With that being said, writers who have been to a university have undoubtedly experienced the workshop environment, a place where novel excerpts are often frowned upon in favor of a complete story, as in a short story. There is a conundrum here as writers are often taught to start with short stories, but do not stick with them, because novels are the only form of fiction that has room to exist in today's literary landscape. What about the writers who fall in love with the short story as a medium and continue to pursue it? Do these writers matter? Despite popular opinion, short story writers are a rare breed of talent that is quite different than their fellow talented peers producing novels.
While there have been many writers in the modern era who have achieved commercial and prize accoladed success from both story collections and novels, not many have achieved widespread success exclusively from short stories. Jhumpa Lahiri won the Pulitzer Prize in 2000 for her debut collection Interpreter of Maladies and has since evolved into a successful novelist. David Foster Wallace was best known for a novel as physically massive as its success, Infinite Jest, but his short story collections were arguably as impressive in their own right. Alice Munro is perhaps the most successful short story writer of all time. She won the Nobel Prize in 2013 for being a "master of the contemporary short story." Steven Millhauser won the Pulitzer Prize in 1997 for Martin Dressler, but in the past decade he has exclusively published short story collections, including his excellent new collection, Voices in the Night. While not exactly writing in the modern era, Raymond Carver contributed to the revitalization of the short story in the 1980s. He never published a novel but is still widely read today in universities across America. His writing left a lasting impact and influenced many writers of the short form to continue to write what they loved. Without him it is unlikely that we would have even a small portion of the masters of the short story that we have today.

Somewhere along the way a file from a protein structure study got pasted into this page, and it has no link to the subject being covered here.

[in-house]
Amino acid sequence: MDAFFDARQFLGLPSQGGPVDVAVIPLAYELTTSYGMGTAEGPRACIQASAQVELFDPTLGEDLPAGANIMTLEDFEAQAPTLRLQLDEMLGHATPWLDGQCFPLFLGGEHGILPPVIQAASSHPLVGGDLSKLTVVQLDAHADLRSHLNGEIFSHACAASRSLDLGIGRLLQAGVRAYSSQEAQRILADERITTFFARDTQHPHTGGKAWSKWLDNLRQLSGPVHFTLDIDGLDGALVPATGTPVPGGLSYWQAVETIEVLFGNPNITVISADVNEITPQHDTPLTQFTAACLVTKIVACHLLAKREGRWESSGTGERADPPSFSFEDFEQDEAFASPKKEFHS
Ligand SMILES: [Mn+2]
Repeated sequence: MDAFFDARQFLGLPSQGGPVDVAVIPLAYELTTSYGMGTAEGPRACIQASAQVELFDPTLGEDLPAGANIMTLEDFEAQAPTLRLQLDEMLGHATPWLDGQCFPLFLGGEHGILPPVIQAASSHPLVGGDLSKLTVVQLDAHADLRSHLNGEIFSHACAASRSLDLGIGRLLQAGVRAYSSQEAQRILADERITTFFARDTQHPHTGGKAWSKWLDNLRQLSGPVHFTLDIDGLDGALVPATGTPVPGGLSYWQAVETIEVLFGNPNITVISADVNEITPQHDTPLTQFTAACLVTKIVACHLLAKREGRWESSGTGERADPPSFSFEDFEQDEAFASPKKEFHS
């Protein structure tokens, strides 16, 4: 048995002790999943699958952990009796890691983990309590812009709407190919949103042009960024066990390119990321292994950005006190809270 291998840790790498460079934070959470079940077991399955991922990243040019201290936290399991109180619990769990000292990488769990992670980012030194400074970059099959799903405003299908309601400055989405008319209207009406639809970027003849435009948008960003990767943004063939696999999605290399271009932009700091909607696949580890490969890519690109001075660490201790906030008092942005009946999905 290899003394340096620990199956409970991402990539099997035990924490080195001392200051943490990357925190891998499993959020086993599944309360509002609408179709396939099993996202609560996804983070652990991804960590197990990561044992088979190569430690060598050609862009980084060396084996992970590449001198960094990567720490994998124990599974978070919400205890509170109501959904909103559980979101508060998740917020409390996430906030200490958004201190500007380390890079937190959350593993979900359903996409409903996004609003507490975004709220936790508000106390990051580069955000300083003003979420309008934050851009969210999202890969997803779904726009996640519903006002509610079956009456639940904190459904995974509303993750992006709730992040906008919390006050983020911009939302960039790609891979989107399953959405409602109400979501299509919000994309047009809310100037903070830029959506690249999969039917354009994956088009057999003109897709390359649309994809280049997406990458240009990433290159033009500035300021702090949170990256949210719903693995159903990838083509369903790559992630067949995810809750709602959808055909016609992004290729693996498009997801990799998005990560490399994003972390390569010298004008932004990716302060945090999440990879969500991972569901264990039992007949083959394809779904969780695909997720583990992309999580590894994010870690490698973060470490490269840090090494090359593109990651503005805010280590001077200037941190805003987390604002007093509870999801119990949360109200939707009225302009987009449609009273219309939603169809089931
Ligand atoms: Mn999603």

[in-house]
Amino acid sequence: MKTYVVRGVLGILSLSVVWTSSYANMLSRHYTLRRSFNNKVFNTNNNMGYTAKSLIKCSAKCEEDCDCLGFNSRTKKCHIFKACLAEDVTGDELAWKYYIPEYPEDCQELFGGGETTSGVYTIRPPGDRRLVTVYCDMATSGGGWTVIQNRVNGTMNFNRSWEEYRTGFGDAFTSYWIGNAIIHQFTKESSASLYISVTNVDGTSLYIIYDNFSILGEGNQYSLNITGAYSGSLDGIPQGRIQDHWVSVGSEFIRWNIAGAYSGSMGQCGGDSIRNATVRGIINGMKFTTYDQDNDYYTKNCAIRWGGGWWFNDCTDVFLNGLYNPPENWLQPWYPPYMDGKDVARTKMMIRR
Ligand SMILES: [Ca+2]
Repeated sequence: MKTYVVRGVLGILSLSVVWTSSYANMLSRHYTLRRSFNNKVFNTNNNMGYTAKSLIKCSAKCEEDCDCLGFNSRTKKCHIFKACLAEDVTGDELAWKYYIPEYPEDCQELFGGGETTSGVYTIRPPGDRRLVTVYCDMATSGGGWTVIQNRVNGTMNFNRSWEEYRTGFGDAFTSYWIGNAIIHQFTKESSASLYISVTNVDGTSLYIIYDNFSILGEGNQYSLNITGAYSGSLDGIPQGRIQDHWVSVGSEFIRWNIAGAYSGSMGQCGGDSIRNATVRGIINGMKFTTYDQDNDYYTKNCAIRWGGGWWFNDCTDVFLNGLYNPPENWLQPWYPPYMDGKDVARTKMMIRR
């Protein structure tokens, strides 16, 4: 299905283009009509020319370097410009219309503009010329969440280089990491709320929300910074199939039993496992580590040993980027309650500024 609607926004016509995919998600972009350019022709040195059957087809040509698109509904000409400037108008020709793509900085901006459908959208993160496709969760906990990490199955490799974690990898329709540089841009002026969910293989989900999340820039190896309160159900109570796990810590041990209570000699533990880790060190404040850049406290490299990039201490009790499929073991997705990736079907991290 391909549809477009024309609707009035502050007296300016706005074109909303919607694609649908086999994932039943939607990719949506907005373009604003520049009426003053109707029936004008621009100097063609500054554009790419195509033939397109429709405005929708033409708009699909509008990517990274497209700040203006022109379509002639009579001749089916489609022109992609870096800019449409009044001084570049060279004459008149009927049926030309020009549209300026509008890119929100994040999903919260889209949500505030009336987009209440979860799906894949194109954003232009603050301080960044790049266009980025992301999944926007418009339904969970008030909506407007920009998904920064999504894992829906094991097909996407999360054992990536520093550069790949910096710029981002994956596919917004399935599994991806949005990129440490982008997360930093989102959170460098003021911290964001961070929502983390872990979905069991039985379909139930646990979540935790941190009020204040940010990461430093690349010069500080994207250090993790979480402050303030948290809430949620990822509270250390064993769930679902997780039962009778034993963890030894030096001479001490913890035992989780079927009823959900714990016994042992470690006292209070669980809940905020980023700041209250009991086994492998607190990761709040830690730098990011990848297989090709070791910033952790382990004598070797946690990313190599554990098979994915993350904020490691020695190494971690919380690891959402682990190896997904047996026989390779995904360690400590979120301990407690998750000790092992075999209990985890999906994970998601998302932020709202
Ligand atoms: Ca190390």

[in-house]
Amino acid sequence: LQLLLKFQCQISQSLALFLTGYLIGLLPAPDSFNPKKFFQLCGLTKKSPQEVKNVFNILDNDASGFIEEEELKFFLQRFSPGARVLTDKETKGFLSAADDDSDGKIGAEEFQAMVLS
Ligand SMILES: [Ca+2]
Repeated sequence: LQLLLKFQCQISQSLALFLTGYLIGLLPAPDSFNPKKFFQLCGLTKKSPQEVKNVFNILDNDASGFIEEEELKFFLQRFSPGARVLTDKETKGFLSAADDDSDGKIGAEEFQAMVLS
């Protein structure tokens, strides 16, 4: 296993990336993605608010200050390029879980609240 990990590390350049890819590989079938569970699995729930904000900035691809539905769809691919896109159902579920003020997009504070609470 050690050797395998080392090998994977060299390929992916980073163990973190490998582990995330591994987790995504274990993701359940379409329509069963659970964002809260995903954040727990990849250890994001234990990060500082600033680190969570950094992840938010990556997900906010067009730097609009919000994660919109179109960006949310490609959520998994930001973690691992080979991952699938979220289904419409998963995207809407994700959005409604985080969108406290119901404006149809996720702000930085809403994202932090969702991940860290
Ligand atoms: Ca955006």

No more proof is needed to say that the short story is still alive and important today, when arguably the greatest writer of his generation is solely dedicated to the short story. A man who in just the second week 2013 was dubbed by The New York Times as the writer who penned "the best book you'll read this year." That book was Tenth of December written by the undeniably brilliant force that is George Saunders. Saunders has garnered fans such as Jonathan Franzen, Thomas Pynchon, and on the heels of David Foster Wallace's Infinite Jest, Wallace referred to Saunders as "the most exciting writer in America." If the merit of the short story is questioned, reading just one page of a Saunders story silences that with tremendous force. Describing a Saunders story, which usually seem laced with a bit of science fiction, post apocalyptic themes, while all the while remaining almost eerily realistic, is a difficult task. His stories shock, they make you laugh while you are simultaneously wiping away tears, and comment on society in a way that most modern writers are incapable of doing with in their own work.